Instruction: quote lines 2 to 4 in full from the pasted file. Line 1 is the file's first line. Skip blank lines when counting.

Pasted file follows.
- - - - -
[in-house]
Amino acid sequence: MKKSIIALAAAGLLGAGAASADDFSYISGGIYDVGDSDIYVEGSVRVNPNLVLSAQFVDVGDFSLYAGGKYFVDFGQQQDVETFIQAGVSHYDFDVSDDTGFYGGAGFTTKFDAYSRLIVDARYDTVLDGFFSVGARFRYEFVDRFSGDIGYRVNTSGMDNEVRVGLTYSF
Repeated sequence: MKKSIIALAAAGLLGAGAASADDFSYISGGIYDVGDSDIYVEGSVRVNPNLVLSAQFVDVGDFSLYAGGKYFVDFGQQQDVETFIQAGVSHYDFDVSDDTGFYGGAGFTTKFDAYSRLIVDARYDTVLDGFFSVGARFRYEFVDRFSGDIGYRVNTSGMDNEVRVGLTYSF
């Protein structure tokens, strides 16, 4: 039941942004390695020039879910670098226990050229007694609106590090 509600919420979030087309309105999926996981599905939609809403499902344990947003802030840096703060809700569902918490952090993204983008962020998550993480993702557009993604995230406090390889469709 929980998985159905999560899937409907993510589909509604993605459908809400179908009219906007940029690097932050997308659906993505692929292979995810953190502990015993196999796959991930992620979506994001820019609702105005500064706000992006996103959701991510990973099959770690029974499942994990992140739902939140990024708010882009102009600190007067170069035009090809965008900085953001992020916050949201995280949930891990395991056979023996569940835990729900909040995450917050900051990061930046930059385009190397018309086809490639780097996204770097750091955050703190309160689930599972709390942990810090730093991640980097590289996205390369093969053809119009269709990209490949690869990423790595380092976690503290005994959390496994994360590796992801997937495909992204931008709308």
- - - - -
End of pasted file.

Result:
Amino acid sequence: MKKSIIALAAAGLLGAGAASADDFSYISGGIYDVGDSDIYVEGSVRVNPNLVLSAQFVDVGDFSLYAGGKYFVDFGQQQDVETFIQAGVSHYDFDVSDDTGFYGGAGFTTKFDAYSRLIVDARYDTVLDGFFSVGARFRYEFVDRFSGDIGYRVNTSGMDNEVRVGLTYSF
Repeated sequence: MKKSIIALAAAGLLGAGAASADDFSYISGGIYDVGDSDIYVEGSVRVNPNLVLSAQFVDVGDFSLYAGGKYFVDFGQQQDVETFIQAGVSHYDFDVSDDTGFYGGAGFTTKFDAYSRLIVDARYDTVLDGFFSVGARFRYEFVDRFSGDIGYRVNTSGMDNEVRVGLTYSF
């Protein structure tokens, strides 16, 4: 039941942004390695020039879910670098226990050229007694609106590090 509600919420979030087309309105999926996981599905939609809403499902344990947003802030840096703060809700569902918490952090993204983008962020998550993480993702557009993604995230406090390889469709 929980998985159905999560899937409907993510589909509604993605459908809400179908009219906007940029690097932050997308659906993505692929292979995810953190502990015993196999796959991930992620979506994001820019609702105005500064706000992006996103959701991510990973099959770690029974499942994990992140739902939140990024708010882009102009600190007067170069035009090809965008900085953001992020916050949201995280949930891990395991056979023996569940835990729900909040995450917050900051990061930046930059385009190397018309086809490639780097996204770097750091955050703190309160689930599972709390942990810090730093991640980097590289996205390369093969053809119009269709990209490949690869990423790595380092976690503290005994959390496994994360590796992801997937495909992204931008709308």